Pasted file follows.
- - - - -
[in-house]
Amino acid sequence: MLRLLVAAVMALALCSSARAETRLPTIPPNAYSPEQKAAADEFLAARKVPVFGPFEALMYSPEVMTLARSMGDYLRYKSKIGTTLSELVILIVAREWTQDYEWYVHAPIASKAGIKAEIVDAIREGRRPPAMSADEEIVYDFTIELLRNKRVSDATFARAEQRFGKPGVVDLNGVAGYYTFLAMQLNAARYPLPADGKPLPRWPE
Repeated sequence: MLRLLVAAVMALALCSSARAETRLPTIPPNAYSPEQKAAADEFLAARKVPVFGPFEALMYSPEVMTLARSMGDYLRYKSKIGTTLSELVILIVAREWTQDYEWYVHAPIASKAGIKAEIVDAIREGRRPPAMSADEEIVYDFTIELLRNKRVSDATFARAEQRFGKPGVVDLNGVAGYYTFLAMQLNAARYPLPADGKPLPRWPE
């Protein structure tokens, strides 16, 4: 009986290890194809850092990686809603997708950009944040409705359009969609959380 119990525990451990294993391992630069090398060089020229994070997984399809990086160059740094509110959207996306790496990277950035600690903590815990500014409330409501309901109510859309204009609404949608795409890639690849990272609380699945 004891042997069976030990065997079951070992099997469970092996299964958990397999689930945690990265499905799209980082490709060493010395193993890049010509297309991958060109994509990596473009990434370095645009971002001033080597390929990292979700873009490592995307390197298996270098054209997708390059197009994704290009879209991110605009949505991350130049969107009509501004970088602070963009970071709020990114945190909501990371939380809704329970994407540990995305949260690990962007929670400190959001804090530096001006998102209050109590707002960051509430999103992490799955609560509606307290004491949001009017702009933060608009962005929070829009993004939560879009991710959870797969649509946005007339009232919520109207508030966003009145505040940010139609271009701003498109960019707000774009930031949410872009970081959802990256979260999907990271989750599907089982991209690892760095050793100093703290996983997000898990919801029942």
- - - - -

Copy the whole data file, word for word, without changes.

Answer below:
[in-house]
Amino acid sequence: MLRLLVAAVMALALCSSARAETRLPTIPPNAYSPEQKAAADEFLAARKVPVFGPFEALMYSPEVMTLARSMGDYLRYKSKIGTTLSELVILIVAREWTQDYEWYVHAPIASKAGIKAEIVDAIREGRRPPAMSADEEIVYDFTIELLRNKRVSDATFARAEQRFGKPGVVDLNGVAGYYTFLAMQLNAARYPLPADGKPLPRWPE
Repeated sequence: MLRLLVAAVMALALCSSARAETRLPTIPPNAYSPEQKAAADEFLAARKVPVFGPFEALMYSPEVMTLARSMGDYLRYKSKIGTTLSELVILIVAREWTQDYEWYVHAPIASKAGIKAEIVDAIREGRRPPAMSADEEIVYDFTIELLRNKRVSDATFARAEQRFGKPGVVDLNGVAGYYTFLAMQLNAARYPLPADGKPLPRWPE
């Protein structure tokens, strides 16, 4: 009986290890194809850092990686809603997708950009944040409705359009969609959380 119990525990451990294993391992630069090398060089020229994070997984399809990086160059740094509110959207996306790496990277950035600690903590815990500014409330409501309901109510859309204009609404949608795409890639690849990272609380699945 004891042997069976030990065997079951070992099997469970092996299964958990397999689930945690990265499905799209980082490709060493010395193993890049010509297309991958060109994509990596473009990434370095645009971002001033080597390929990292979700873009490592995307390197298996270098054209997708390059197009994704290009879209991110605009949505991350130049969107009509501004970088602070963009970071709020990114945190909501990371939380809704329970994407540990995305949260690990962007929670400190959001804090530096001006998102209050109590707002960051509430999103992490799955609560509606307290004491949001009017702009933060608009962005929070829009993004939560879009991710959870797969649509946005007339009232919520109207508030966003009145505040940010139609271009701003498109960019707000774009930031949410872009970081959802990256979260999907990271989750599907089982991209690892760095050793100093703290996983997000898990919801029942």